The question of who is the self is one that has been asked by writers and philosophers for millennia.

We might ask ourselves what makes a person the person they are? Is it the clothes they wear, the way the walk, the friends they have? What happens to past versions of ourselves that we can’t remember? And, key for studying the media, do people look at us the same way we look at ourselves?

Hannah Arendt, a German philosopher, suggested that ‘nothing and nobody exists in this world whose very being does not presuppose a spectator’ – by this she meant that we all change who we are when we are being watched.

This is an idea that Erving Goffman, a Canadian researcher, wrote about in the 1950s. His ideas, explored the Presentation of Self in Everyday Life (1959), were perhaps the beginning of the rise of self-help books. He encourages us to think about who we are and how we might understand ourselves in a world of social media and electronic communications.

Key ideas

Goffman had many ideas but perhaps his most famous is that of the Front-stage and Back-stage self. He wrote that we are all acting for others to give the best possible impression for the situation. We wear certain clothes, behave in certain ways and use particular language; this he called the Front-Stage. He also suggested we have a Back-stage self, one that people don’t see and one that is more truly us.

Goffman wasn’t suggesting that we are lying when we are front-stage but that we naturally know how and when to adapt our behaviour. It isn’t so simple though, we don’t have so much control over the way in which people view us. The ‘performance’ we give Front-Stage is only what we give to the other person, or ‘audience’; what we give-off, might be totally different. The audience might see something different. For example, you might be wearing new trainers that you think make you look good and because they were expensive, rich.

However, someone looking at you might think that you look like a bit of a show-off, that is the impression you give-off – and you can’t change how people think. In the digital age, where we spend hours crafting our online personas, some people spend a lot of effort to try and control the impression they give off.

Goffman’s work can help us to think about whether the way we present ourselves on social media is a true representation of ourselves, or whether we are trying to make a better image for people to look at through the pictures we post and updates we make.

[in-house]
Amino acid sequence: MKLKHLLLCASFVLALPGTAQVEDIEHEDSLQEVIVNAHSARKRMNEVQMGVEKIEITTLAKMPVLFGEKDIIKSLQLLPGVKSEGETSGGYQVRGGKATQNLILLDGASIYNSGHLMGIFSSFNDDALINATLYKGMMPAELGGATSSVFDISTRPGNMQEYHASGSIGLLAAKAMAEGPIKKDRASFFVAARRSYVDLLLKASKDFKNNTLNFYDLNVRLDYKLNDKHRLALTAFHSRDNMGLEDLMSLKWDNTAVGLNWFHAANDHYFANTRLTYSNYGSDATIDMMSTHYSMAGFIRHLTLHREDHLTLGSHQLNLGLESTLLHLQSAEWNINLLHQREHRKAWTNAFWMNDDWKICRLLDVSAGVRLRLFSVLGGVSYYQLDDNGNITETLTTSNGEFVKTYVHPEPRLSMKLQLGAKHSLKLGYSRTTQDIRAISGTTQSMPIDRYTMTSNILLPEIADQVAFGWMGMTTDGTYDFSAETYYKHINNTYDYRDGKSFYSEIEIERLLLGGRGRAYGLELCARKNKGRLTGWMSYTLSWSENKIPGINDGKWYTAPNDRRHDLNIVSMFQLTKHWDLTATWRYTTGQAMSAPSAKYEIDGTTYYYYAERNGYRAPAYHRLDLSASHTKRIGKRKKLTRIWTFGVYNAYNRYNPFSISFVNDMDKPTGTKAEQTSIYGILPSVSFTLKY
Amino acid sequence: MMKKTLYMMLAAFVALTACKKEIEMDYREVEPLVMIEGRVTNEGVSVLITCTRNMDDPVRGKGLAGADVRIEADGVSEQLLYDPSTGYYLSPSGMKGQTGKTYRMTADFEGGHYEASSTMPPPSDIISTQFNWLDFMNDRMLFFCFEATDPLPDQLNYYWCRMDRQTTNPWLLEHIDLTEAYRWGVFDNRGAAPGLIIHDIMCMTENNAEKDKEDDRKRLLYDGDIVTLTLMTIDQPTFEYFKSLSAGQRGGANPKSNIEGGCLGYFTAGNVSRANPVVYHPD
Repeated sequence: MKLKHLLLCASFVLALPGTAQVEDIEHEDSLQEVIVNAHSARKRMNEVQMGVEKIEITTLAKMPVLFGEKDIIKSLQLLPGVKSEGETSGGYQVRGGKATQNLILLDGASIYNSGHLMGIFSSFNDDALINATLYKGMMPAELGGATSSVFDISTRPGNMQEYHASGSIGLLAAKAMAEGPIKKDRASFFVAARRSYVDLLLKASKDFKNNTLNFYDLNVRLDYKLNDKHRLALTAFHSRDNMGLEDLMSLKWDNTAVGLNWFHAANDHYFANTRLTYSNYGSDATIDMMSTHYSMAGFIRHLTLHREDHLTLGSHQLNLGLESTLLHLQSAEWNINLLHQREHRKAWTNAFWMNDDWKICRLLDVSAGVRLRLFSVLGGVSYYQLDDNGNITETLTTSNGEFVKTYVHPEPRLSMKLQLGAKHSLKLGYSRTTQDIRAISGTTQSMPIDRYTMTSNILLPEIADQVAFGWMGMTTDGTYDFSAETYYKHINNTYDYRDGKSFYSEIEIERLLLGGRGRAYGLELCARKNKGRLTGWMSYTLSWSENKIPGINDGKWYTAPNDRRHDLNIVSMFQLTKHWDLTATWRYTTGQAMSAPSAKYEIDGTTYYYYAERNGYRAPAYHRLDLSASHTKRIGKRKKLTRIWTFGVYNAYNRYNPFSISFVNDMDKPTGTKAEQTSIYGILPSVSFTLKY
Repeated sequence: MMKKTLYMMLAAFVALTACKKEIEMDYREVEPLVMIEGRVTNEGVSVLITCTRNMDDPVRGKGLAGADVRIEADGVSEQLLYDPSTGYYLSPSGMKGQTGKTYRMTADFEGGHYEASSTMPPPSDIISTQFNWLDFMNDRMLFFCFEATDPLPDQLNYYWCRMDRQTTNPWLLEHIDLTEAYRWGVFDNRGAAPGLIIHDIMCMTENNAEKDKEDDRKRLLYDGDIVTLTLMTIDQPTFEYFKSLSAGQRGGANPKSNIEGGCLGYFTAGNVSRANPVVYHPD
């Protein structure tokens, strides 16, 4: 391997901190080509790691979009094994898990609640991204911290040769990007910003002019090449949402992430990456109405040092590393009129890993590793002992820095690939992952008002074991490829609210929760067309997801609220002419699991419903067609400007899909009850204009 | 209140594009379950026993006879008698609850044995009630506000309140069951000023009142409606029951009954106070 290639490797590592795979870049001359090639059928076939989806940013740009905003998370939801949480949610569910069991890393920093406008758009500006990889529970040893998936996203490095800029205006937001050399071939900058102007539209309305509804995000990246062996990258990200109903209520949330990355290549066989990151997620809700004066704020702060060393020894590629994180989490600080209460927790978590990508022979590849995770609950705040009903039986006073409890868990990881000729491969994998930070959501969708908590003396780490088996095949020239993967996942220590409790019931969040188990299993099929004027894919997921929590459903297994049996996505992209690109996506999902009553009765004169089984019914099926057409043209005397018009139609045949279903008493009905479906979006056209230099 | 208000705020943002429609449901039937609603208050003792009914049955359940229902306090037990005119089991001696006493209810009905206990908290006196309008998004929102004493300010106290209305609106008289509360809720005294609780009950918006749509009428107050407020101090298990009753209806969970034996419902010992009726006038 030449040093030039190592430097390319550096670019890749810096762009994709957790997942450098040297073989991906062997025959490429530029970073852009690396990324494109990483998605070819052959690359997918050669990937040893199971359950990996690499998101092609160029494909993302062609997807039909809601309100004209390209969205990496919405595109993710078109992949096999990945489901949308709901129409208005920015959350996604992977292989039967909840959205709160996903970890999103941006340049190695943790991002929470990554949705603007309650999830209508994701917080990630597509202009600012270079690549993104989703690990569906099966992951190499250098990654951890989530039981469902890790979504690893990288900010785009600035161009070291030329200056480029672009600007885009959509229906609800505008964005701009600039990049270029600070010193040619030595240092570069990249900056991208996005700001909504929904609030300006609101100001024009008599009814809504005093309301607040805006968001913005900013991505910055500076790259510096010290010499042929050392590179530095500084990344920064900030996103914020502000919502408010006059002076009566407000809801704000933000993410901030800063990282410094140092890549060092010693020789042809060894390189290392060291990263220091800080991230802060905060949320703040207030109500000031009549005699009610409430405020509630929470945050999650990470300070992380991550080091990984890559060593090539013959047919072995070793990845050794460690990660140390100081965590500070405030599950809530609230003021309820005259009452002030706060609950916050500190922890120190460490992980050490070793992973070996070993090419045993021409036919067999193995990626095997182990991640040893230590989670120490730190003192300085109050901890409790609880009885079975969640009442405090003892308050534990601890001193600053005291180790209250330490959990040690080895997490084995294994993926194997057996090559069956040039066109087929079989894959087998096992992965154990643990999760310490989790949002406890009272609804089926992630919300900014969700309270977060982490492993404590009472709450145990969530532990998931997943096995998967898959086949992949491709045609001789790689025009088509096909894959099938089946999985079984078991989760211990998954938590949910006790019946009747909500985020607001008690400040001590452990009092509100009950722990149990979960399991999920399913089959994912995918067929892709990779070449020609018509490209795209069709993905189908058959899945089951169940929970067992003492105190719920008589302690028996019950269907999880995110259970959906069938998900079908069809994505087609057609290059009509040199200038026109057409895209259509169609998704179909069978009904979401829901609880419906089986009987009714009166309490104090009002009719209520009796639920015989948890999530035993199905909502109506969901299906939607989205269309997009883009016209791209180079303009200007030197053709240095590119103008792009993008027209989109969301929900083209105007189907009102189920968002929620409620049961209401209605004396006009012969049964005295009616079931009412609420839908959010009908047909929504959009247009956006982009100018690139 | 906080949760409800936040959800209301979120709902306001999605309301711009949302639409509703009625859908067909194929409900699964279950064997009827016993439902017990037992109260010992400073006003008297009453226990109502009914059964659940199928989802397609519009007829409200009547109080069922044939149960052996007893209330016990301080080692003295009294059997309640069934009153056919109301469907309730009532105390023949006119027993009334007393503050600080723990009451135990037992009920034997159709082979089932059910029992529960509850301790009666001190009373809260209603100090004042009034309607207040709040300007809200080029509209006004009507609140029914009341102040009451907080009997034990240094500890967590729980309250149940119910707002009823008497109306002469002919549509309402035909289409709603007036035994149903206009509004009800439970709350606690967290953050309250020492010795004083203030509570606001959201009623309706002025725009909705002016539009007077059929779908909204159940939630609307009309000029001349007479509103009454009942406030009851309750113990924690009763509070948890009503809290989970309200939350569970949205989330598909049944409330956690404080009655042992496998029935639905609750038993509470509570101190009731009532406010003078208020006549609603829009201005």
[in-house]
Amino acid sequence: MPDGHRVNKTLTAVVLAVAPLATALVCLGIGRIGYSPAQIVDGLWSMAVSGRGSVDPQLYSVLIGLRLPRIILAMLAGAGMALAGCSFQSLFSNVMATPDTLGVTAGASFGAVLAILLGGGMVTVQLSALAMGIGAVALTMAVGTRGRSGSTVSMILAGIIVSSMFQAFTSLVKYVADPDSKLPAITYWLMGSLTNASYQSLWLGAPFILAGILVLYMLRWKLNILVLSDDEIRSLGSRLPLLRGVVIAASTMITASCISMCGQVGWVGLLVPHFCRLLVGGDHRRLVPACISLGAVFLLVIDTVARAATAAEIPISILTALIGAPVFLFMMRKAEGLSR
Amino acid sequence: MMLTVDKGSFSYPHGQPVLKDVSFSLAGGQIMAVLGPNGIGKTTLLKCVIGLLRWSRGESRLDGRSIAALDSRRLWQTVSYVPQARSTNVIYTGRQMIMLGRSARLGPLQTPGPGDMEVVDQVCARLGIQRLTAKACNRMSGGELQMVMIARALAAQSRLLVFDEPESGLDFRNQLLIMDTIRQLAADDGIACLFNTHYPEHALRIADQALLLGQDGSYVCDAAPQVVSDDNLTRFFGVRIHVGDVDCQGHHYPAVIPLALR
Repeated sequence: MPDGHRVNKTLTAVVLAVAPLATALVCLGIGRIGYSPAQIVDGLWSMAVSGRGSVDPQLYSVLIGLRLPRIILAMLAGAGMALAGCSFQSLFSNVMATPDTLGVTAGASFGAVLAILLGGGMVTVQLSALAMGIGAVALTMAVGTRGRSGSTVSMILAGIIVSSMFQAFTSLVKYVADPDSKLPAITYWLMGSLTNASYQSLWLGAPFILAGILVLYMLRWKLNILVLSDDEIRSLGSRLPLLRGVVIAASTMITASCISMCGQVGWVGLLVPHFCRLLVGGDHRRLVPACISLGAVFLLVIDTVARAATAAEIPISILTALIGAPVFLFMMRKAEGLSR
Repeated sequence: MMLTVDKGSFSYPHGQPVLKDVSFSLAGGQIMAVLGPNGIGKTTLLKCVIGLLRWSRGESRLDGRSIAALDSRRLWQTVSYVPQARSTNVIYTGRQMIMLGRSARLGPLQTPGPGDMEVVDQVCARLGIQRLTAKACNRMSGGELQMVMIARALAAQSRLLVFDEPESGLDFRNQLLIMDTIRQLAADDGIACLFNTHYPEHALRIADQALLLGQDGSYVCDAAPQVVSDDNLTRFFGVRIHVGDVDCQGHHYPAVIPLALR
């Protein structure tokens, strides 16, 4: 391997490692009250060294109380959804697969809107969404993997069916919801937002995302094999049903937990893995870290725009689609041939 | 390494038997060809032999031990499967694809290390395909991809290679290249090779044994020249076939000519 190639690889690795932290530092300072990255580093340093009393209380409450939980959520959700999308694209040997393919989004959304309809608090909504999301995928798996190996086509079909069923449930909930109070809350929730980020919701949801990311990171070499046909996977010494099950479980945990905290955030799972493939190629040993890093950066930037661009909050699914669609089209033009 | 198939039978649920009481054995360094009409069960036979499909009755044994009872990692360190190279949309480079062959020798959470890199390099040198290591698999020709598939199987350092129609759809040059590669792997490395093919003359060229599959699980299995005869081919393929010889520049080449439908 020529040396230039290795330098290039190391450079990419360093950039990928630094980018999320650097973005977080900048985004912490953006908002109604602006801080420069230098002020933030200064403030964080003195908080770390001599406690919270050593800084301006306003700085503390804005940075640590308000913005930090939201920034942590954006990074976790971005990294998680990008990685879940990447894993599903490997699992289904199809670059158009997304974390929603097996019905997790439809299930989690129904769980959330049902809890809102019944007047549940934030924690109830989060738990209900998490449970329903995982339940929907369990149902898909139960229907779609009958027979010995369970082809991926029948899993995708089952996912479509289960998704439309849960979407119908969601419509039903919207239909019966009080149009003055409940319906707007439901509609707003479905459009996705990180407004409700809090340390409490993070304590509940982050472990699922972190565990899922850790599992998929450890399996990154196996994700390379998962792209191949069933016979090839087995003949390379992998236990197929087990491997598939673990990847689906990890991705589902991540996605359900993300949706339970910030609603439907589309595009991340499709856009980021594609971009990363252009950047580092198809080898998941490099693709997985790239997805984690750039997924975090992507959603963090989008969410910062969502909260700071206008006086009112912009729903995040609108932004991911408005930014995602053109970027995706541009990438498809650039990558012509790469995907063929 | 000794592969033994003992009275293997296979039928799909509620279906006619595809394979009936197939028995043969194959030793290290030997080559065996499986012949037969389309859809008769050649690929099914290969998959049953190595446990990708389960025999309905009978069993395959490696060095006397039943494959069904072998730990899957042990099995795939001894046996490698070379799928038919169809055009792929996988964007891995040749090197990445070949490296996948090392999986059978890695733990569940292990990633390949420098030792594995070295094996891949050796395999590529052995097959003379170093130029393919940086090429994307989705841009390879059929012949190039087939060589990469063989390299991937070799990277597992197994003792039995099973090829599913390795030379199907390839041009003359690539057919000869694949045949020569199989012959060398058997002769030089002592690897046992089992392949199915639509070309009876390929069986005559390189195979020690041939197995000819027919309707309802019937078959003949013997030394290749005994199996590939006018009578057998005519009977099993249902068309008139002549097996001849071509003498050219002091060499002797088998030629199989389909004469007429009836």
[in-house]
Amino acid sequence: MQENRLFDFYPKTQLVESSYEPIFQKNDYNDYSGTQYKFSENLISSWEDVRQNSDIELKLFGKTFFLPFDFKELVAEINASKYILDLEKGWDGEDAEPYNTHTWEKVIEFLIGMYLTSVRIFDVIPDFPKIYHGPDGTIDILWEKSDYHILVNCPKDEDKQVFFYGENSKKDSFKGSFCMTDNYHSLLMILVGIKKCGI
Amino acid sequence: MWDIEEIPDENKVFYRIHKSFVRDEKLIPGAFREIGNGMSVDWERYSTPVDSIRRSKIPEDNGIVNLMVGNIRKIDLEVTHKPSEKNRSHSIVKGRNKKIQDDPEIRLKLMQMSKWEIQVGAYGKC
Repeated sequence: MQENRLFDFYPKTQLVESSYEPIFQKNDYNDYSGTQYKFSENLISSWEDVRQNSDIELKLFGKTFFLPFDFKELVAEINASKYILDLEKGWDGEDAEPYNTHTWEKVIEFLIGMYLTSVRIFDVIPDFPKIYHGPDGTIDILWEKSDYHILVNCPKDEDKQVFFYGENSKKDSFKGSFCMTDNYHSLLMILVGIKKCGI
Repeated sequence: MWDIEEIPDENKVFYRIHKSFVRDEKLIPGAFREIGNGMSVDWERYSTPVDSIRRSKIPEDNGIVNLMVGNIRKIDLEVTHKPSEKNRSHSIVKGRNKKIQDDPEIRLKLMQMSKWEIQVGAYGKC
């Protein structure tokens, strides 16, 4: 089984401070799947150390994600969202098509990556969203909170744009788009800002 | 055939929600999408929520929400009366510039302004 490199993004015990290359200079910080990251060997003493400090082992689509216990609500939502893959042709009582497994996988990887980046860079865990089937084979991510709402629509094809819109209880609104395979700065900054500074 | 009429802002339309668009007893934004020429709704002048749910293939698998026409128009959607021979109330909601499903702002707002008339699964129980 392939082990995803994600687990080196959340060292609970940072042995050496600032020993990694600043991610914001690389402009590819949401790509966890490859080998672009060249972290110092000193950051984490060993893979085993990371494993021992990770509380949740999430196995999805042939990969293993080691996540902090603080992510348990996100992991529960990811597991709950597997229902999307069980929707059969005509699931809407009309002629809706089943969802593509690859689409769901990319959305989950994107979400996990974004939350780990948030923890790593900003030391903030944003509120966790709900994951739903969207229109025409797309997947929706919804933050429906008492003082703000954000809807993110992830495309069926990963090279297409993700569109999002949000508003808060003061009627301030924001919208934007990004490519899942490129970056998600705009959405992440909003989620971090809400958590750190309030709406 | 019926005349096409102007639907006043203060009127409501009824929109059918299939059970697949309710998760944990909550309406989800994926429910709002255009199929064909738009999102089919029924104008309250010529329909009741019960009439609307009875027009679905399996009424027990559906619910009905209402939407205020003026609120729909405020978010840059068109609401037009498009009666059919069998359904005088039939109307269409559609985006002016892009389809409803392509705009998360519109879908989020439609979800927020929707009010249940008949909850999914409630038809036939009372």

Open one of your social media accounts, take a look at the content you have been posting; pictures, comments, thoughts or maybe even videos, and write some thoughts about the following:

  1. Who do you think is looking at your posts the most?
  2. Is there anything you wouldn’t want your parent or teacher to see?
  3. Have you ever changed or removed a post because of the way people reacted to it?

How do these answers compare to how you act in real life? Are you different online?

Now work with a partner, give them a link to your social media account. Try the following:

  1. Write five ‘facts’ about your partner, only using their social media account.
  2. Quiz your partner about these, how many are true?
  3. Discuss: was your partner truthful on social media or were they showing another version of themselves?

Now swap.

Extension Activity

Goffman was writing before the internet. Do you think his work applies to social media? Write 3 reasons why it does and 3 reasons why it does not.

Key readings

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These resources are produced by the University of Westminster School of Media and Communications. This topic was developed by the EPQ team and Doug Specht of the Communication and Media Research Institute (CAMRI) at the University of Westminster